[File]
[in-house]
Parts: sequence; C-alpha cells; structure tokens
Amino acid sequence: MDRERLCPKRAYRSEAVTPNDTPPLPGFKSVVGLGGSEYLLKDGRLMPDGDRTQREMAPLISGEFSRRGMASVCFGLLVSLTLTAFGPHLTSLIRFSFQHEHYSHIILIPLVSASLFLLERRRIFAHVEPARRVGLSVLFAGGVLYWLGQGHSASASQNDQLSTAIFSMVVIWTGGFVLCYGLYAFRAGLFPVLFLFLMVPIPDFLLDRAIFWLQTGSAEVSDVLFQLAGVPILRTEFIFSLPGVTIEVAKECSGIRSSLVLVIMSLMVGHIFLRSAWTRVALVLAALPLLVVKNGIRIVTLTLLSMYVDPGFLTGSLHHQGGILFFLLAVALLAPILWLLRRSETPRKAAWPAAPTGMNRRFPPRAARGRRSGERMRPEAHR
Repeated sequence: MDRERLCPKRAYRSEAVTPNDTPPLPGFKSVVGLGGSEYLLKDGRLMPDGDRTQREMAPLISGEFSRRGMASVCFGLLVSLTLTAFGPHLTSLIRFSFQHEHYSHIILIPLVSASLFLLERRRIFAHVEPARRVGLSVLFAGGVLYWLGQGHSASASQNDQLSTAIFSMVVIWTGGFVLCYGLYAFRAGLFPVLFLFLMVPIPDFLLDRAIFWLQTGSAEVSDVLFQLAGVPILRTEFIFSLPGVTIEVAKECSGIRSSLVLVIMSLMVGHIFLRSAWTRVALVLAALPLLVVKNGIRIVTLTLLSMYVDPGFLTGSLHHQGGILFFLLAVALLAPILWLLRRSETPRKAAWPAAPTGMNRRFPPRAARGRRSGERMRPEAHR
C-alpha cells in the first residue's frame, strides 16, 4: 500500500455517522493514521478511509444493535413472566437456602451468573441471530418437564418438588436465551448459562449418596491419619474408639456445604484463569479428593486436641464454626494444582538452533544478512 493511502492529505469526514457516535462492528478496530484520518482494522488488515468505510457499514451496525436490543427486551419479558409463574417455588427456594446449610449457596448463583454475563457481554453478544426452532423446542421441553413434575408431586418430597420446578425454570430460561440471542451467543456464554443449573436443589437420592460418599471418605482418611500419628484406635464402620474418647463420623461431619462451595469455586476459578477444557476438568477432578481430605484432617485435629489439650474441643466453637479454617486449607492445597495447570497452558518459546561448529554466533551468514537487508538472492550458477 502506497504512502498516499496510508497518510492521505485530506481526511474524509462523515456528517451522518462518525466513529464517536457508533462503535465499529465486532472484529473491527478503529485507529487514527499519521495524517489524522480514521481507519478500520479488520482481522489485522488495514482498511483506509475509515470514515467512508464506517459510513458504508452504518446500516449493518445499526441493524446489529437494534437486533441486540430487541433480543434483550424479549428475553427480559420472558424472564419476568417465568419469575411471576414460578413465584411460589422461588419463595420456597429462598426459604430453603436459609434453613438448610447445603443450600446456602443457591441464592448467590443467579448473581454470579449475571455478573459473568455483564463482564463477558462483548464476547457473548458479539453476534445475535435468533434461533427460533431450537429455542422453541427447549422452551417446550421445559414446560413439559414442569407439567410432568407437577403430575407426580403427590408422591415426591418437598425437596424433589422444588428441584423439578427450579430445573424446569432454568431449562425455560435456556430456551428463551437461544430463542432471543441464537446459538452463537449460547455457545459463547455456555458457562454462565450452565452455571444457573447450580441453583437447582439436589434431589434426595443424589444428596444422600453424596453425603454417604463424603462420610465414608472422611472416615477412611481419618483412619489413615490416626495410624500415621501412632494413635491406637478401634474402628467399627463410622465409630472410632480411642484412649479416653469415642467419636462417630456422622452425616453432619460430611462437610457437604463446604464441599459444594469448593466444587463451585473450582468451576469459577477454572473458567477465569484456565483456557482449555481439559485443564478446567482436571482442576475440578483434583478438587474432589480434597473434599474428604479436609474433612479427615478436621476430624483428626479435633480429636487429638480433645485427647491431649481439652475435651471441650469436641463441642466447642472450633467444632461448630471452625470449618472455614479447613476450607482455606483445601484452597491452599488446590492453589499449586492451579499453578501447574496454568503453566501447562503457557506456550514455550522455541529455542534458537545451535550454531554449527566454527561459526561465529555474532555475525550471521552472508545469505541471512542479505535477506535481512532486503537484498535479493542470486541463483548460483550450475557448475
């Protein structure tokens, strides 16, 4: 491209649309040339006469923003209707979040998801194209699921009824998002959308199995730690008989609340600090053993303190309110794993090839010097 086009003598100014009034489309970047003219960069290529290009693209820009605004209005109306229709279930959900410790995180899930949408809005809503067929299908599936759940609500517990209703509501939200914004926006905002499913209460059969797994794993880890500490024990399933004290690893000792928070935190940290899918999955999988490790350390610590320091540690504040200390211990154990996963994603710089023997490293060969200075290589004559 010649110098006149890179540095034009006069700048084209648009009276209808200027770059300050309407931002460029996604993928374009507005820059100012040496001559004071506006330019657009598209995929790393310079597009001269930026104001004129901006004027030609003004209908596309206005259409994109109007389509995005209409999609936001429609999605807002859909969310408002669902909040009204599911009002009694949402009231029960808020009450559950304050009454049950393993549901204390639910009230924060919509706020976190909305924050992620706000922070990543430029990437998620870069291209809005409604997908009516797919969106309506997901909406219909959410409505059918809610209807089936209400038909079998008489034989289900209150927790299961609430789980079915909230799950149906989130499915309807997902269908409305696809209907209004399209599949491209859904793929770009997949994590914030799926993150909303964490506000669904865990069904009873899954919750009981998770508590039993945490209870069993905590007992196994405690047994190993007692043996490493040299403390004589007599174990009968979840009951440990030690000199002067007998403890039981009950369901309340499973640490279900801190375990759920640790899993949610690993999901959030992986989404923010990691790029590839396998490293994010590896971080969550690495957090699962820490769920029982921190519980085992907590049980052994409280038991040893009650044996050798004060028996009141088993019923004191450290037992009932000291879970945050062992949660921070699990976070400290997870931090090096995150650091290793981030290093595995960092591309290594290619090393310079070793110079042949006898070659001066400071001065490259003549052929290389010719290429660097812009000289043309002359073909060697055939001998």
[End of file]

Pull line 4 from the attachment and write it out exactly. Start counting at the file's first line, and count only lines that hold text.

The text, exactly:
Repeated sequence: MDRERLCPKRAYRSEAVTPNDTPPLPGFKSVVGLGGSEYLLKDGRLMPDGDRTQREMAPLISGEFSRRGMASVCFGLLVSLTLTAFGPHLTSLIRFSFQHEHYSHIILIPLVSASLFLLERRRIFAHVEPARRVGLSVLFAGGVLYWLGQGHSASASQNDQLSTAIFSMVVIWTGGFVLCYGLYAFRAGLFPVLFLFLMVPIPDFLLDRAIFWLQTGSAEVSDVLFQLAGVPILRTEFIFSLPGVTIEVAKECSGIRSSLVLVIMSLMVGHIFLRSAWTRVALVLAALPLLVVKNGIRIVTLTLLSMYVDPGFLTGSLHHQGGILFFLLAVALLAPILWLLRRSETPRKAAWPAAPTGMNRRFPPRAARGRRSGERMRPEAHR